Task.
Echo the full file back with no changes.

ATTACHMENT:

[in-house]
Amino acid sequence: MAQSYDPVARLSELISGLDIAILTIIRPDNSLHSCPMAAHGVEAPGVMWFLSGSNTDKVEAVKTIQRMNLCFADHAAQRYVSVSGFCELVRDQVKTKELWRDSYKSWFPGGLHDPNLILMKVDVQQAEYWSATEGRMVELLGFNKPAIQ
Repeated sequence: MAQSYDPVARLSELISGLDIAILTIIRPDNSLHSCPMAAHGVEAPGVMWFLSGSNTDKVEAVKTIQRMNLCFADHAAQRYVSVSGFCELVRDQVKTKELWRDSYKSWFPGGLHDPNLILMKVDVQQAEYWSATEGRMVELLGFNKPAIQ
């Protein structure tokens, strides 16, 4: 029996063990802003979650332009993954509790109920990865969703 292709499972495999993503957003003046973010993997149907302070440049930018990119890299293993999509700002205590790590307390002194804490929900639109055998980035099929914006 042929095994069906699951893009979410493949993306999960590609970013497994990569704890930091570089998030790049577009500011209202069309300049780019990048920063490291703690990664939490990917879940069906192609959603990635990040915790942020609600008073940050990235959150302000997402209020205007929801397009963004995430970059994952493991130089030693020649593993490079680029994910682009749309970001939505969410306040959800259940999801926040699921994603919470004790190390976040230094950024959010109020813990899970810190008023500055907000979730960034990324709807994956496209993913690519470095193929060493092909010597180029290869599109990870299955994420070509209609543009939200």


[in-house]
Amino acid sequence: MAQSYDPVARLSELISGLDIAILTIIRPDNSLHSCPMAAHGVEAPGVMWFLSGSNTDKVEAVKTIQRMNLCFADHAAQRYVSVSGFCELVRDQVKTKELWRDSYKSWFPGGLHDPNLILMKVDVQQAEYWSATEGRMVELLGFNKPAIQ
Repeated sequence: MAQSYDPVARLSELISGLDIAILTIIRPDNSLHSCPMAAHGVEAPGVMWFLSGSNTDKVEAVKTIQRMNLCFADHAAQRYVSVSGFCELVRDQVKTKELWRDSYKSWFPGGLHDPNLILMKVDVQQAEYWSATEGRMVELLGFNKPAIQ
């Protein structure tokens, strides 16, 4: 029996063990802003979650332009993954509790109920990865969703 292709499972495999993503957003003046973010993997149907302070440049930018990119890299293993999509700002205590790590307390002194804490929900639109055998980035099929914006 042929095994069906699951893009979410493949993306999960590609970013497994990569704890930091570089998030790049577009500011209202069309300049780019990048920063490291703690990664939490990917879940069906192609959603990635990040915790942020609600008073940050990235959150302000997402209020205007929801397009963004995430970059994952493991130089030693020649593993490079680029994910682009749309970001939505969410306040959800259940999801926040699921994603919470004790190390976040230094950024959010109020813990899970810190008023500055907000979730960034990324709807994956496209993913690519470095193929060493092909010597180029290869599109990870299955994420070509209609543009939200």